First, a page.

THE RITE is serious about exorcism and that surprised me. I guess I was expecting an exploitation film. This is Bill Kurtis speaking for Roger Ebert.
The movie is based on a true story of a California priest named Gary Thomas who was sent to study exorcism at the Vatican. He's not very impressed by the classes so he's sent to meet an actual exorcist.
>> The interesting thing about skeptics, atheists is they are always looking for proof, certainty. The question is what on earth do we do if we find it?
>> Oh, yes the time is in my experience a total loss of faith, days, months when I don't know if I believe in God or the devil.
That's Anthony Hopkins, an old hand in the fight against demonic possession, and Colin Donohue, as the young American priest. He meets Alice Braga, a journalist who is writing about exorcism.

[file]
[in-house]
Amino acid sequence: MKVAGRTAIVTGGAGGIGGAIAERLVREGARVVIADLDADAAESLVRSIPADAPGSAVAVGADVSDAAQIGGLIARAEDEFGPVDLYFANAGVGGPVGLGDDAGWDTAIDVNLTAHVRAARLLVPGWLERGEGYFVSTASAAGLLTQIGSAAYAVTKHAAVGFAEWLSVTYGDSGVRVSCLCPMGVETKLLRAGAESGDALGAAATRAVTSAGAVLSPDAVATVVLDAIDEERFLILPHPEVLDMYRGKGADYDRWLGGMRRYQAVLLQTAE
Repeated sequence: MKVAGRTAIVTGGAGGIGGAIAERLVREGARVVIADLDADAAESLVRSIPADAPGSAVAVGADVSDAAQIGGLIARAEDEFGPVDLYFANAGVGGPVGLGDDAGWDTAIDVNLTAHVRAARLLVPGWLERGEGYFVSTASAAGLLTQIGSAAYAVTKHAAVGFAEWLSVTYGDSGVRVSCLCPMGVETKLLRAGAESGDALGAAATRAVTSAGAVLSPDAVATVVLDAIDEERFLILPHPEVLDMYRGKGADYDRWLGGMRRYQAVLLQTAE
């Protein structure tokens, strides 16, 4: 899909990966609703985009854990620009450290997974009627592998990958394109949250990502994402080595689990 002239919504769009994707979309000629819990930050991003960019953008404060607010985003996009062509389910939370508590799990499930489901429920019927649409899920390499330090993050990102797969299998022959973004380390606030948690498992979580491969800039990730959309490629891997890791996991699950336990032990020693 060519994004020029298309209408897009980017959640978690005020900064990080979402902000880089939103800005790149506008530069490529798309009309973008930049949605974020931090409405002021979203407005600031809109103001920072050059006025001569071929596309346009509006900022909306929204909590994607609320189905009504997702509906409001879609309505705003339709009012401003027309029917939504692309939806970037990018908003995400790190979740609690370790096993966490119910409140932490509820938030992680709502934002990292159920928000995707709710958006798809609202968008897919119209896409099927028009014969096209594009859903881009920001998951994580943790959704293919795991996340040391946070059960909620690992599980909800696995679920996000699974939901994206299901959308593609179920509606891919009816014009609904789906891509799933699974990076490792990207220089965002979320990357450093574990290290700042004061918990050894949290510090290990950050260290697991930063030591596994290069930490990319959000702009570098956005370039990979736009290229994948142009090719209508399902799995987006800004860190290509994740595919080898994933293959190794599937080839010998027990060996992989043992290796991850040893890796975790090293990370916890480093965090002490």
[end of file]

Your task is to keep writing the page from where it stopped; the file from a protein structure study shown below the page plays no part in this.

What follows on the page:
>> I know you saw father Lucas today.
>> You're asking me to spy.
>> No just report your own experiences. Listen. I'm just interested in the truth. It seems like you are too.
Hopkins is down to earth in his approach. The young priest has his doubts and talks with his Vatican superior.
>> It's not uncommon to be overly concerned for the subject in one's exorcism you have to see that it is the demon that's in pain. Trust me. Father Lucas gets results.
The two priests argue about the proper course of action.
>> But the voice inside her, that wasn't the human voice, though, was it? You be careful, Michael.
>> Choosing not to believe in the devil won't protect you from him.
There's a lot of screaming and thrashing and flopping in THE RITE, which is what we expect in movies about satanic possession. What I didn't expect is how convincing the characters were, especially Anthony Hopkins's older priest. The director, Michael Hefstrom, uses Hungarian interiors to convincingly double for the Vatican, and solemn cinematography to give weight to his story. THE RITE isn't as good as THE EXORCIST, but it has a power of its own.